A perl idiom of exceeding power and grace, the Schwartzian transform is a method for sorting a data structure on an arbitrary key efficiently1 and with a minimum amount of perl code.

The classic ST always takes the form of

     map { } sort { } map { }
but, in general, any sequence of cascaded maps is considered to be a Schwartzian transform. The canonical ST2 is
    @new = map { $_->[0] }
        sort { $b->[1] <=> $a->[1]
               $a->[2] cmp $b->[2]
        } map { [$_, /=(\d+)/, uc($_)] } @old;

This3 ST sorts a list of files by size

   @sorted_by_size =
       map { $_->[0] }
       sort { $a->[1] <=> $b->[1] }
       map { [$_, -s] }
but with only one call to stat(2) per file rather than the n log n calls you'd get from this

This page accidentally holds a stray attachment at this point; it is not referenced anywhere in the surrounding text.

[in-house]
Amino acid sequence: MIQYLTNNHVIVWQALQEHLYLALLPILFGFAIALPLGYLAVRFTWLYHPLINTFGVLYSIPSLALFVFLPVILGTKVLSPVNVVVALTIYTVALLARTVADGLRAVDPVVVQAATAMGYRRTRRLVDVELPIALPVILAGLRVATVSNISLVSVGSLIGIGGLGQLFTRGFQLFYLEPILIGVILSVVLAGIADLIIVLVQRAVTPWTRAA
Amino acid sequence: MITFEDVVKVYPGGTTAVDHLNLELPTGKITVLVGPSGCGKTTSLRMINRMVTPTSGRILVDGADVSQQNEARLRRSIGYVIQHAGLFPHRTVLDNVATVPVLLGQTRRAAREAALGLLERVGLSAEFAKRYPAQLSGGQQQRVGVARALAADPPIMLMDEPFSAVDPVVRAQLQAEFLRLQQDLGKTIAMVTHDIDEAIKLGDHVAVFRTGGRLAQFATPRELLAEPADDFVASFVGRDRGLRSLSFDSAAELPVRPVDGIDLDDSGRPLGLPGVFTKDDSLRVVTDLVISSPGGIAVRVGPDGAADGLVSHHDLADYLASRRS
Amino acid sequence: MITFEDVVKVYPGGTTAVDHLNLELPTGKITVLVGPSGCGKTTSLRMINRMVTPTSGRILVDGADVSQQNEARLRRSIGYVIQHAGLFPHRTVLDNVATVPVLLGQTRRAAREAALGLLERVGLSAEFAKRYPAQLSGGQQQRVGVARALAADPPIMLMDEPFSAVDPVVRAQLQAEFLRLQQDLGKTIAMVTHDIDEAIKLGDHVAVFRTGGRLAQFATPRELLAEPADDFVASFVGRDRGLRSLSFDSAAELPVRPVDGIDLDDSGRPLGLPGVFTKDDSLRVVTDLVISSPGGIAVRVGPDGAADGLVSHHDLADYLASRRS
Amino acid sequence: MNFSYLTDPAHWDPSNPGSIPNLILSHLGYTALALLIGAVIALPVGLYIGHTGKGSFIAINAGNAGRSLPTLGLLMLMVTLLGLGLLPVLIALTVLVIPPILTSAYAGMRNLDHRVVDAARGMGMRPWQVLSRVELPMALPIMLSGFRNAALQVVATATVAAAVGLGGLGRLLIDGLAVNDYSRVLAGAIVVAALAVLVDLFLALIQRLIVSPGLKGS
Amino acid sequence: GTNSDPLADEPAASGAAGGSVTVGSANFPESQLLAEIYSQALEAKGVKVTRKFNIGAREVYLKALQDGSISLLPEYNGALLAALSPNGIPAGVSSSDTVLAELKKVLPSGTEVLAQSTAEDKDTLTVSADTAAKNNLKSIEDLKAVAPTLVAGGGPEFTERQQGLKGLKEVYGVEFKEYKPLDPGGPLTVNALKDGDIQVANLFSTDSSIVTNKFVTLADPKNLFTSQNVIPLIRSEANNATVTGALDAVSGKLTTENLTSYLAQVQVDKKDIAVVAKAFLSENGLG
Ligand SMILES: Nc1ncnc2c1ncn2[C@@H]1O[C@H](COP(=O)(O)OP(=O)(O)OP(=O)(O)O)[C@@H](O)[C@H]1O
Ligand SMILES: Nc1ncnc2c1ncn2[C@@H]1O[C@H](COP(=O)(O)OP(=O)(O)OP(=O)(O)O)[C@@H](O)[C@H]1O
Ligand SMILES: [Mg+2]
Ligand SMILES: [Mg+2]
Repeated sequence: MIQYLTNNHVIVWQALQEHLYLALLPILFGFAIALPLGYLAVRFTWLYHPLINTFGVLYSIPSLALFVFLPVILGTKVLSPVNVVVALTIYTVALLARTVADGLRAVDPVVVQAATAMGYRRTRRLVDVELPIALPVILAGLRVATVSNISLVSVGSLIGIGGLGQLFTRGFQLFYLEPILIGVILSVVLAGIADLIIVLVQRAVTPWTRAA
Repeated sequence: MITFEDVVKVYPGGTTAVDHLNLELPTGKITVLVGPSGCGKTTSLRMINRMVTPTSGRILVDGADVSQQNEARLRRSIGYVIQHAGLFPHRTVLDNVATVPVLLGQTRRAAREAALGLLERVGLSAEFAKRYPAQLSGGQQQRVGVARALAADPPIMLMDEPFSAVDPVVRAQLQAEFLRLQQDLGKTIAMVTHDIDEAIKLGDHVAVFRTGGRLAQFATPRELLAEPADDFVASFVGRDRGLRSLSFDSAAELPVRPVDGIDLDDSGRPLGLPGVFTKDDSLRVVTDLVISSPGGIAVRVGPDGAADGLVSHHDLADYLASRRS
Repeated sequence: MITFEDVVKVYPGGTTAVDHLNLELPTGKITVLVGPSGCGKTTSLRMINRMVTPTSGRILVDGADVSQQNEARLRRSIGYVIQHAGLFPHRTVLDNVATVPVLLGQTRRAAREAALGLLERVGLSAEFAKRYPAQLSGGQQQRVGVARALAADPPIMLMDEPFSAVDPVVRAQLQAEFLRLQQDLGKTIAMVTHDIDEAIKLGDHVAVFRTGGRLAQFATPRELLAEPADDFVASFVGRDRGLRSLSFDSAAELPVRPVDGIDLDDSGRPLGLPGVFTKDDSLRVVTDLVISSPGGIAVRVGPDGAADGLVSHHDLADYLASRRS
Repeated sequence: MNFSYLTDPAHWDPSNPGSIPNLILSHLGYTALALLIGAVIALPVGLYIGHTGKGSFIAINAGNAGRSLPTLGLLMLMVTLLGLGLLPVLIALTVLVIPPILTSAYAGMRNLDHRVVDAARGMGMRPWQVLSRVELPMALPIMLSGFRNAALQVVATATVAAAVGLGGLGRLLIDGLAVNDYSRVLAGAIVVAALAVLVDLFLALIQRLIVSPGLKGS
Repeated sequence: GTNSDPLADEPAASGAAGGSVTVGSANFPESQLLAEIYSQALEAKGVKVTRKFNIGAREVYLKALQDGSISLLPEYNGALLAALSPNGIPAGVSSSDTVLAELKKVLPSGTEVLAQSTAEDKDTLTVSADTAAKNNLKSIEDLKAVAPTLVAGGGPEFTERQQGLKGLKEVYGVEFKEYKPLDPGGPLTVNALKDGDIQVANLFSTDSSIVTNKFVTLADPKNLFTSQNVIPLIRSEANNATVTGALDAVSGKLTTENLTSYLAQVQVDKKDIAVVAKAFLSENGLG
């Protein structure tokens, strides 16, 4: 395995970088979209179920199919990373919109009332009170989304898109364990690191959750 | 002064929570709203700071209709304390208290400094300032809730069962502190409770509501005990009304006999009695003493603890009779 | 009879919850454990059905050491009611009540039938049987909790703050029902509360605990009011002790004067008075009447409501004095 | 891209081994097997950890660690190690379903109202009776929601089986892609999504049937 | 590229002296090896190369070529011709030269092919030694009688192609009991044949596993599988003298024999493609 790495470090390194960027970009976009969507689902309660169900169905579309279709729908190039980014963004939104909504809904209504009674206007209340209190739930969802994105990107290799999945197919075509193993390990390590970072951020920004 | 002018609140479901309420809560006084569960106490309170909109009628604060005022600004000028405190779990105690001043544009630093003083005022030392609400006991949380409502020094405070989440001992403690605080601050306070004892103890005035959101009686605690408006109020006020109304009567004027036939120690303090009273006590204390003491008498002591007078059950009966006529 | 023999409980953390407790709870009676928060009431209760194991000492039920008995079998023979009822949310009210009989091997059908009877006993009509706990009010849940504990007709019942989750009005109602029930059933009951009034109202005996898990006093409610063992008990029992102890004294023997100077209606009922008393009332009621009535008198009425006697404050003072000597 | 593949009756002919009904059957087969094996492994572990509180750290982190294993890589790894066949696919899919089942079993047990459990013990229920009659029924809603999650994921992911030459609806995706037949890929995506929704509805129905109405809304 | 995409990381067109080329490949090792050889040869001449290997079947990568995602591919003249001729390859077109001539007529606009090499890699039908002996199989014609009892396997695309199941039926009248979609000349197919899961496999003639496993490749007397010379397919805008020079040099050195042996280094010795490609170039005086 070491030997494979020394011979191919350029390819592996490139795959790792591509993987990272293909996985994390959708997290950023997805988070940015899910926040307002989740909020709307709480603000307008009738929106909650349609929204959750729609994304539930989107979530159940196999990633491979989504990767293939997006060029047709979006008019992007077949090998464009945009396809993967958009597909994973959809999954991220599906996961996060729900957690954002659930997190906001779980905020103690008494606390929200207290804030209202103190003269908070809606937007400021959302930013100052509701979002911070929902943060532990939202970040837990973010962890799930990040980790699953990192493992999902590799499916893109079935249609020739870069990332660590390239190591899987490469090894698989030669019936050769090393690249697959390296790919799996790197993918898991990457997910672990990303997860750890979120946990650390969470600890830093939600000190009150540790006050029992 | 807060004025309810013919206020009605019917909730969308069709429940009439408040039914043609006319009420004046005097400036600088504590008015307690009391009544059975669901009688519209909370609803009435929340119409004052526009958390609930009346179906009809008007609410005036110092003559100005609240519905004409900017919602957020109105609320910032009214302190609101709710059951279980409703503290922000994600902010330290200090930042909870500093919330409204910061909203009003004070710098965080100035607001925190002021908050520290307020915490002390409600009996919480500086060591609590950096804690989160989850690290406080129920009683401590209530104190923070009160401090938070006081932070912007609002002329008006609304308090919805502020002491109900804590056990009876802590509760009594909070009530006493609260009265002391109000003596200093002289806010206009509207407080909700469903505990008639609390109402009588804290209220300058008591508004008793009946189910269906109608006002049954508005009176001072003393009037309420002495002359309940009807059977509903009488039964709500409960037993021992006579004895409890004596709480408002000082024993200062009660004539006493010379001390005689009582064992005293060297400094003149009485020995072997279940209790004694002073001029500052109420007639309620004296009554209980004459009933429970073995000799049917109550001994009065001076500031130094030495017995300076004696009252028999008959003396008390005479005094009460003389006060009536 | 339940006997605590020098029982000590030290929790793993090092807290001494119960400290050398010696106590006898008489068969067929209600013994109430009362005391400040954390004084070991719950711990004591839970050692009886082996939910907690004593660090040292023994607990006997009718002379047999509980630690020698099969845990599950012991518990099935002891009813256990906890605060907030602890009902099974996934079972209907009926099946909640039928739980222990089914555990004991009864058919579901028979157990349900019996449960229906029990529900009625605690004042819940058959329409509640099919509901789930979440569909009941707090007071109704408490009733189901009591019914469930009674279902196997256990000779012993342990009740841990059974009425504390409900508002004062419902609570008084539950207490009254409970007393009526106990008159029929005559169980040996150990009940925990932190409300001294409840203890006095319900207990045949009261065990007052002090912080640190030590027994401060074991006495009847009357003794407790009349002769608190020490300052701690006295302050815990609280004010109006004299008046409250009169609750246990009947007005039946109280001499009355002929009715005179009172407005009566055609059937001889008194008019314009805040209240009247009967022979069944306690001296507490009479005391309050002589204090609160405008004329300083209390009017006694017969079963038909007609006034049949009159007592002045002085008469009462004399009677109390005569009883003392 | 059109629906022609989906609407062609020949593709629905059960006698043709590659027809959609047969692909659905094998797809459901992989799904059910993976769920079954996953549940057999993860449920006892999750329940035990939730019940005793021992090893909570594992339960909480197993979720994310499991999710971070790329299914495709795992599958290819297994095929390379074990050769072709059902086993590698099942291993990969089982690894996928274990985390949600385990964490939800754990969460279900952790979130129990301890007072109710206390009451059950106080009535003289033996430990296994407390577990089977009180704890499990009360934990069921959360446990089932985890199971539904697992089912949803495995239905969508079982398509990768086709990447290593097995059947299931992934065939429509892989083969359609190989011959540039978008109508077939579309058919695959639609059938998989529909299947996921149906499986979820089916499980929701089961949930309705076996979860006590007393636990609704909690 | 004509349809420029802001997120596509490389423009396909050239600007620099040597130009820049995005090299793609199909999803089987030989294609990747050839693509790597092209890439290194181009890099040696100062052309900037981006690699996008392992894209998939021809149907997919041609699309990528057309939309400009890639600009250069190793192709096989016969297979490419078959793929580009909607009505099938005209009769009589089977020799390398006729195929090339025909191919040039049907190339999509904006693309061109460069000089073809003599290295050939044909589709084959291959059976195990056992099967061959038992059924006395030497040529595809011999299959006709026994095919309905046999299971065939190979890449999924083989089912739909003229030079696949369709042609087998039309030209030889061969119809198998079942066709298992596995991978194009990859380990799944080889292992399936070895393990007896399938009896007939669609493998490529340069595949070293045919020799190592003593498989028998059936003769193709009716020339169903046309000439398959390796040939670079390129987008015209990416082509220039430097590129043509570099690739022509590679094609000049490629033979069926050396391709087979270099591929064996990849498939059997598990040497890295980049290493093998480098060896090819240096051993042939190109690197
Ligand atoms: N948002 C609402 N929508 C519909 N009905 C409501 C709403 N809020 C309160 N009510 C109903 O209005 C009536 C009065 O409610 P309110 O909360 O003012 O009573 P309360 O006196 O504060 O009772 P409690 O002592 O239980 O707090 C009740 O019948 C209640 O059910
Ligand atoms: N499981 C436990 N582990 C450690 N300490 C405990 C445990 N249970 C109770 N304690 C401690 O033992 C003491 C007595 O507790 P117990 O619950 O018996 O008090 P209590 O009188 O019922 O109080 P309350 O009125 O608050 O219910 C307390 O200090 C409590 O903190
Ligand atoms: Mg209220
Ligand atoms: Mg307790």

@sorted_by_size = sort { -s $a <=> -s $b } @files;

It is important to note that using a Schwartzian transform doesn't automatically guarantee that your code is going to be fast or efficient. Nothing can help you if you write code like this

map {
  for my $item (@some_big_ass_list) {
    do_something_expensive($_, $item);
} @some_big_ass_list;

In principle, any for() loop can be turned into an ST, but sometimes amazing contortions are required. This example should have been left as a for loop.

my $o;
map {
  $o = shift;
  for (@$_) {
    prep_final($_);    # one $_
  finish($_);          # a different $_
} map { [ $_, @{$_->fetch_list()}]} @list_of_objects;

1 Where efficiently is defined as 'with no named temps'
2 online documentation for perl 5.6.0
3 From Effective Perl Programming by Joseph Hall